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ADHERENCE TO MEDICATION
Chandrashekar. K,Vinayak Meti,Saritha. M. K,Anil P Hogade
International Journal of Research in Ayurveda and Pharmacy , 2013, DOI: 10.7897/2277-4343.04243
Abstract: Adherence to medication is defined as “the extent to which patients take medications as prescribed by health care providers”. Adherence rate is highest among patients with acute conditions, as compared with those with chronic conditions. Clinical trials report average adherence rates of only 43 to 78% among patients with chronic conditions. Adherence to medication is important because: poor adherence to medication regimen accounts for substantial worsening of disease, death and health care costs.
Periodontal Diseases in Pet Animals
Elif Dogan,Zafer Okumus,Latif Emrah Yanmaz
Veterinary Research , 2012,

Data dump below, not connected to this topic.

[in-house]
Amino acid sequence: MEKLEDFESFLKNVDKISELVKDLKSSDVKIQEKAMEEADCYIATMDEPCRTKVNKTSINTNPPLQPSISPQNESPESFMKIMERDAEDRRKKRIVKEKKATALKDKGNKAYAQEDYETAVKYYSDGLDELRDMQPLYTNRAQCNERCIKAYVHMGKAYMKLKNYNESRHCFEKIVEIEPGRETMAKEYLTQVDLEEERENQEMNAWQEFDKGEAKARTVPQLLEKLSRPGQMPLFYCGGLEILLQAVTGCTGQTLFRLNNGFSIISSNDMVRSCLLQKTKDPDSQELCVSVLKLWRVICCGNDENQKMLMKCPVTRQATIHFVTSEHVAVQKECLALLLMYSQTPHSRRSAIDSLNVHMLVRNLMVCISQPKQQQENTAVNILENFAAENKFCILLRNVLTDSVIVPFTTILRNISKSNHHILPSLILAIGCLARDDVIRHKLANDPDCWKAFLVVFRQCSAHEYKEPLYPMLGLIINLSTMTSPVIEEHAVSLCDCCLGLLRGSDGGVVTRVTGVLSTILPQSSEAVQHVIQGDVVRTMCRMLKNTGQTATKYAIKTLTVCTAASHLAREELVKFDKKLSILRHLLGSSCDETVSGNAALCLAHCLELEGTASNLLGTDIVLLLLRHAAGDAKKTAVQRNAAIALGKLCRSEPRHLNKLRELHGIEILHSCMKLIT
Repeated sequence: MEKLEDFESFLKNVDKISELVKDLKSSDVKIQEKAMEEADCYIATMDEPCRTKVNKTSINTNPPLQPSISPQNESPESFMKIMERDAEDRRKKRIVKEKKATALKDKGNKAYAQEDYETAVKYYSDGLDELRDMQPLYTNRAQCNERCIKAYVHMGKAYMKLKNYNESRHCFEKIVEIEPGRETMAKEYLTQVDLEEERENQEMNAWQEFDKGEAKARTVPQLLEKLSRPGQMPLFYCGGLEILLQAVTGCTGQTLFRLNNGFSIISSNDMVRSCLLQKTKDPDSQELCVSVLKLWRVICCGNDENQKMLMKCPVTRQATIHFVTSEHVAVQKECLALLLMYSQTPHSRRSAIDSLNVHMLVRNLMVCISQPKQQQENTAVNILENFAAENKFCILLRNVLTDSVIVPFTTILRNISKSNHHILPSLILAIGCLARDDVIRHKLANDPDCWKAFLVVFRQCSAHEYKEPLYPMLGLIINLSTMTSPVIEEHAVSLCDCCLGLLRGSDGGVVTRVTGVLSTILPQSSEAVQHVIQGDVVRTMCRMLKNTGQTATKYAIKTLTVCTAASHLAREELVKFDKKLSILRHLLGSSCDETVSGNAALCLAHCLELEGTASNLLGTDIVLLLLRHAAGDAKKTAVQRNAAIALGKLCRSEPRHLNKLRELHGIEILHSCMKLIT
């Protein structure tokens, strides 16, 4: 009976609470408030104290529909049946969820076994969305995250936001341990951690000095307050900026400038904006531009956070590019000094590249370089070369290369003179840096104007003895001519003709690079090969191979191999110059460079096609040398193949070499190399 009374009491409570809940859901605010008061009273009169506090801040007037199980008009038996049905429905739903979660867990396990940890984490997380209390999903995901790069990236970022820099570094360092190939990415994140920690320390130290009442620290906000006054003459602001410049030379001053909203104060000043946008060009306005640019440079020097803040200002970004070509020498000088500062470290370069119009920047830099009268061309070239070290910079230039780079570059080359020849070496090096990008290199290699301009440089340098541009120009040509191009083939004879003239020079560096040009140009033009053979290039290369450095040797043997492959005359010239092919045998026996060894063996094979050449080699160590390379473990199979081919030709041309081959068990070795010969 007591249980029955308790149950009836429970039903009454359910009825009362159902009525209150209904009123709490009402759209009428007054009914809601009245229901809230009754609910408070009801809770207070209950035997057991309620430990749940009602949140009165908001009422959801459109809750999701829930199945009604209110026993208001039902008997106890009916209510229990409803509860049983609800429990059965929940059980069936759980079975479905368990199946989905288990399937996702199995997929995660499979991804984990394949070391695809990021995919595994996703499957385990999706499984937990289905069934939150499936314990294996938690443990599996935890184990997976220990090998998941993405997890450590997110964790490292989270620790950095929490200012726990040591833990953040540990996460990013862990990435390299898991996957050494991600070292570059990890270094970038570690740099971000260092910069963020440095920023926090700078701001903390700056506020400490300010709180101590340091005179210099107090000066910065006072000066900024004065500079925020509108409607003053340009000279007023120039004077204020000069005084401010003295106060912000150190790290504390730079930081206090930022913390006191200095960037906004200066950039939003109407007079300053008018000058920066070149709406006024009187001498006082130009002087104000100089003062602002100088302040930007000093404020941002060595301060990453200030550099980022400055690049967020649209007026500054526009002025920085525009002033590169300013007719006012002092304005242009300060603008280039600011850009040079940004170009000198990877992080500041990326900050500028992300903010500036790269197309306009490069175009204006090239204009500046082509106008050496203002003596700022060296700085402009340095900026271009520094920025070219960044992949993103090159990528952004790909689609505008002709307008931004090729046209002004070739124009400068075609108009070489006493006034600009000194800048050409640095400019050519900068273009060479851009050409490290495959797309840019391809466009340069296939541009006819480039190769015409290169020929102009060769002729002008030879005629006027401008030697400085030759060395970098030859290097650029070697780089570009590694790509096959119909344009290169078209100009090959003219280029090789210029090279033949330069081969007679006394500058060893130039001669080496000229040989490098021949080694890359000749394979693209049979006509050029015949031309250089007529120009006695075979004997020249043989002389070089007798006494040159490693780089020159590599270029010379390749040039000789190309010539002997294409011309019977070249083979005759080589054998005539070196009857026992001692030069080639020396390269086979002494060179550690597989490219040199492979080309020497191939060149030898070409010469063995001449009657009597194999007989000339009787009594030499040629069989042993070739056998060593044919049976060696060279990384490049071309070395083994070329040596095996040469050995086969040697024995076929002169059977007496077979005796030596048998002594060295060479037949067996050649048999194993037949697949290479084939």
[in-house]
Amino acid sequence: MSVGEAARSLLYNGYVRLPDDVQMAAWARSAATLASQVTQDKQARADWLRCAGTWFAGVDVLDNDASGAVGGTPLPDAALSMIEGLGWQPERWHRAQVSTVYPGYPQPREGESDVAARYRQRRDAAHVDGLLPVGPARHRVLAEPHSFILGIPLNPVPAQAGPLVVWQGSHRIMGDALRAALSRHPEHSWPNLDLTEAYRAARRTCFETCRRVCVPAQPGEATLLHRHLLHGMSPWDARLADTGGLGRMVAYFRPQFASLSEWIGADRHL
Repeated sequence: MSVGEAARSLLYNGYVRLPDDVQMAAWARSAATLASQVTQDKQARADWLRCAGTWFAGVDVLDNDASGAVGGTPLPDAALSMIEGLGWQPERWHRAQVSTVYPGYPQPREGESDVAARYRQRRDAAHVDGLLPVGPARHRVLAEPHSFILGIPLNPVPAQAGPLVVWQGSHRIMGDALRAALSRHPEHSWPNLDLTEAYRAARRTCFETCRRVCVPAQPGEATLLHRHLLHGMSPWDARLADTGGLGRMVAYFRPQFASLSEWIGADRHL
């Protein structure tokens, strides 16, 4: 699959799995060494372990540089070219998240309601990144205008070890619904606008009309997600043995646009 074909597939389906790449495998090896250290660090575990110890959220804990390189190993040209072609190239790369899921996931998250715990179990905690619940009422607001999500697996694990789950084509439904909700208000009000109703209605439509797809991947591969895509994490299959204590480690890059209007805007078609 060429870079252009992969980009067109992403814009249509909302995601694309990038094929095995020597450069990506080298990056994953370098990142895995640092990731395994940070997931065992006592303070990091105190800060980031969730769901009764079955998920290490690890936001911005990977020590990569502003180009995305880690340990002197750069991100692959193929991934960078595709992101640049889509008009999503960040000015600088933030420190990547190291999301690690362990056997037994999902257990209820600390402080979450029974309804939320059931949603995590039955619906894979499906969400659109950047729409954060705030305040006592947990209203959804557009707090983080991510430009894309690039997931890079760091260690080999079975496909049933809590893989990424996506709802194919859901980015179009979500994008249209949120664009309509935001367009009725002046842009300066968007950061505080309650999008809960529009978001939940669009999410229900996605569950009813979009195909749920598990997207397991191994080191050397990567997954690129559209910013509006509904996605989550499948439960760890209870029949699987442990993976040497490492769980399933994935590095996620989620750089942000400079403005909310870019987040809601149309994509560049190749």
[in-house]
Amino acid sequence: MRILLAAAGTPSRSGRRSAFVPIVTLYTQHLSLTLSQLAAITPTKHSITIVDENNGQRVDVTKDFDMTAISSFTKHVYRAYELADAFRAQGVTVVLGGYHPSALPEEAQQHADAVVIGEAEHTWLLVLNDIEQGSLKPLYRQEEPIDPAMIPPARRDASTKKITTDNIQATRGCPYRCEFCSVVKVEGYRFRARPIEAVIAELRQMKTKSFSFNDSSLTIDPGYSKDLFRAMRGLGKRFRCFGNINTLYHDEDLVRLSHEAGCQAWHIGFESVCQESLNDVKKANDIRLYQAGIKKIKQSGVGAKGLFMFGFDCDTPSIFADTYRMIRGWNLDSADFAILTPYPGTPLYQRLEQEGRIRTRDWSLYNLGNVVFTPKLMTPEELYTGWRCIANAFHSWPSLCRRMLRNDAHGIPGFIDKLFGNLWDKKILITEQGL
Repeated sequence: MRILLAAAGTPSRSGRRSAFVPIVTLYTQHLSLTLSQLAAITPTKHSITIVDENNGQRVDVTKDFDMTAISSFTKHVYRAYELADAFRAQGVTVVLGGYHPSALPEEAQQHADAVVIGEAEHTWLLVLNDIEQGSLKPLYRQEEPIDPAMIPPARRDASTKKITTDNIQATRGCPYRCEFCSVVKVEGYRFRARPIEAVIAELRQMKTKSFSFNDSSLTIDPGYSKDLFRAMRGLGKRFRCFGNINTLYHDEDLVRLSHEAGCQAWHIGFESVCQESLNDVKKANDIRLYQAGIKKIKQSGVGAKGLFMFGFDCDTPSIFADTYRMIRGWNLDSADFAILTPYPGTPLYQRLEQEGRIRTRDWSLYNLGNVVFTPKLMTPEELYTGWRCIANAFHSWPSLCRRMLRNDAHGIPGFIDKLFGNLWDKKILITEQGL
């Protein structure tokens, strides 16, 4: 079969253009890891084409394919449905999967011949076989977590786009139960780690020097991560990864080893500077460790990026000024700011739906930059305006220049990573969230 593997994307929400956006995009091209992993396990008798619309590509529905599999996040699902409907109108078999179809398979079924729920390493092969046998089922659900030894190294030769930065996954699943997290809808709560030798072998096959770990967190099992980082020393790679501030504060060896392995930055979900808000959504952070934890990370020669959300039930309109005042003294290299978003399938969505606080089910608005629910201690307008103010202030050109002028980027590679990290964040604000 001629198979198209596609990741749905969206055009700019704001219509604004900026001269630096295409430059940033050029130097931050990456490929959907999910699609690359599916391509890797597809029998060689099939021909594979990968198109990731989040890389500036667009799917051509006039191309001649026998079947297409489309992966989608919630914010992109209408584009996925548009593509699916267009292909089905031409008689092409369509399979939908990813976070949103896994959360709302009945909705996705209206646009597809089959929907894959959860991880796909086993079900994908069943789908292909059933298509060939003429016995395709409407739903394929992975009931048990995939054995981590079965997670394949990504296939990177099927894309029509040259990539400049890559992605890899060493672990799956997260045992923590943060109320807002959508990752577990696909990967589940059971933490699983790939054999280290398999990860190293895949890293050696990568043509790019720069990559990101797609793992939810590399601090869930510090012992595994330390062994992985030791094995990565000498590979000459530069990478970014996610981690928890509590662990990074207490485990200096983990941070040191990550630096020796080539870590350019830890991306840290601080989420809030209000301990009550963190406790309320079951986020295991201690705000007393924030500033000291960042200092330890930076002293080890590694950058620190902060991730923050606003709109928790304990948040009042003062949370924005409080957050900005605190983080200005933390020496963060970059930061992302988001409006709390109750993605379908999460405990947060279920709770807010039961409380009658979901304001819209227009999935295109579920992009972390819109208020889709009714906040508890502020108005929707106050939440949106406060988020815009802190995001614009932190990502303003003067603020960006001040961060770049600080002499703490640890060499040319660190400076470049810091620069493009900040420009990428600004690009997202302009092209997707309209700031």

Abstract: Periodontal disease is an inflammation of periodontal tissues that include gingiva, cementum, alveolar bone and periodontal ligament. They occur mostly in dogs and cats mainly due to a lack of oral hygiene. Therefore, care must be taken to minimize occurrence of these problems. Since periodontal diseases can occur as a complex in 4 stages, clinical symptoms should be carefully evaluated for effective treatment. This review study provides extensive information on etiology, epidemiology, treatment and prognosis of periodontal diseases in pet animals.
Essentials in Periodontal Regeneration  [PDF]
F. Haghighati,G. Saaveh
Journal of Dentistry of Tehran University of Medical Sciences , 2007,
Abstract: Various materials and techniques have been used in the treatment of periodontal disease to achieve regeneration of lost periodontal tissues including cementum, periodontal ligament (PDL) and alveolar bone. The composition, regenerative potential, application and therapeutic characteristics of several regenerative materials have been evaluated in the present study.
Taurodontism and Periodontal Management
Mahdi Kadkhodazadeh,Maryam Robati,Hojjat Yoosefimanesh
Research Journal of Biological Sciences , 2012, DOI: 10.3923/rjbsci.2010.330.333
Abstract: Taurodontism is a condition that found in teeth where the body of the tooth and pulp chamber is enlarged. Endodontic and periodontal treatment of these teeth is difficult and challenging. In this study, researchers discuss about periodontal problems of this condition.